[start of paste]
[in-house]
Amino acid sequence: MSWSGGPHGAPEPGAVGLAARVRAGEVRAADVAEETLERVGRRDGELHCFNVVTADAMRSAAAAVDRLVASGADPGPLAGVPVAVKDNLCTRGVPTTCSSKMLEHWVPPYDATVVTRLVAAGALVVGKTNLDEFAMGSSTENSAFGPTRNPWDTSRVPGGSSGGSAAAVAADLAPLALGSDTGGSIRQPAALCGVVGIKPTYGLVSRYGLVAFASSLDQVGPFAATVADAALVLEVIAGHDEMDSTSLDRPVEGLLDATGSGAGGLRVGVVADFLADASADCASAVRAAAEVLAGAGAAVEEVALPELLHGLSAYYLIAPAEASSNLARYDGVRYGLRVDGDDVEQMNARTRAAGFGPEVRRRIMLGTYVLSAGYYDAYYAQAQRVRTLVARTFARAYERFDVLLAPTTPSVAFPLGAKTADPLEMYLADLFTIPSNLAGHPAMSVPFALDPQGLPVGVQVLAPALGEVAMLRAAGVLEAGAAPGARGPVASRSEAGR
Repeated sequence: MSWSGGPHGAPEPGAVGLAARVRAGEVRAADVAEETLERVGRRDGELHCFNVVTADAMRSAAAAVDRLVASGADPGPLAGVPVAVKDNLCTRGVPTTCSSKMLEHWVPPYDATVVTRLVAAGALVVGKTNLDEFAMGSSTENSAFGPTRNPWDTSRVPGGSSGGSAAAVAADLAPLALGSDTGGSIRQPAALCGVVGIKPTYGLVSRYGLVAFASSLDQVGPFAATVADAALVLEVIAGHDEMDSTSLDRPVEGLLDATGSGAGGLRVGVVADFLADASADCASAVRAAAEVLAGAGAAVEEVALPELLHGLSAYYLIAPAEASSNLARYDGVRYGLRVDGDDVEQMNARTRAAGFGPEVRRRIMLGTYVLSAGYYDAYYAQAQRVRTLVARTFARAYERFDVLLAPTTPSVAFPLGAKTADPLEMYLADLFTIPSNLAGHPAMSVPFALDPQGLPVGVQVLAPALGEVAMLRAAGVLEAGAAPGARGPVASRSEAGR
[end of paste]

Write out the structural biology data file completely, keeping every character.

[in-house]
Amino acid sequence: MSWSGGPHGAPEPGAVGLAARVRAGEVRAADVAEETLERVGRRDGELHCFNVVTADAMRSAAAAVDRLVASGADPGPLAGVPVAVKDNLCTRGVPTTCSSKMLEHWVPPYDATVVTRLVAAGALVVGKTNLDEFAMGSSTENSAFGPTRNPWDTSRVPGGSSGGSAAAVAADLAPLALGSDTGGSIRQPAALCGVVGIKPTYGLVSRYGLVAFASSLDQVGPFAATVADAALVLEVIAGHDEMDSTSLDRPVEGLLDATGSGAGGLRVGVVADFLADASADCASAVRAAAEVLAGAGAAVEEVALPELLHGLSAYYLIAPAEASSNLARYDGVRYGLRVDGDDVEQMNARTRAAGFGPEVRRRIMLGTYVLSAGYYDAYYAQAQRVRTLVARTFARAYERFDVLLAPTTPSVAFPLGAKTADPLEMYLADLFTIPSNLAGHPAMSVPFALDPQGLPVGVQVLAPALGEVAMLRAAGVLEAGAAPGARGPVASRSEAGR
Repeated sequence: MSWSGGPHGAPEPGAVGLAARVRAGEVRAADVAEETLERVGRRDGELHCFNVVTADAMRSAAAAVDRLVASGADPGPLAGVPVAVKDNLCTRGVPTTCSSKMLEHWVPPYDATVVTRLVAAGALVVGKTNLDEFAMGSSTENSAFGPTRNPWDTSRVPGGSSGGSAAAVAADLAPLALGSDTGGSIRQPAALCGVVGIKPTYGLVSRYGLVAFASSLDQVGPFAATVADAALVLEVIAGHDEMDSTSLDRPVEGLLDATGSGAGGLRVGVVADFLADASADCASAVRAAAEVLAGAGAAVEEVALPELLHGLSAYYLIAPAEASSNLARYDGVRYGLRVDGDDVEQMNARTRAAGFGPEVRRRIMLGTYVLSAGYYDAYYAQAQRVRTLVARTFARAYERFDVLLAPTTPSVAFPLGAKTADPLEMYLADLFTIPSNLAGHPAMSVPFALDPQGLPVGVQVLAPALGEVAMLRAAGVLEAGAAPGARGPVASRSEAGR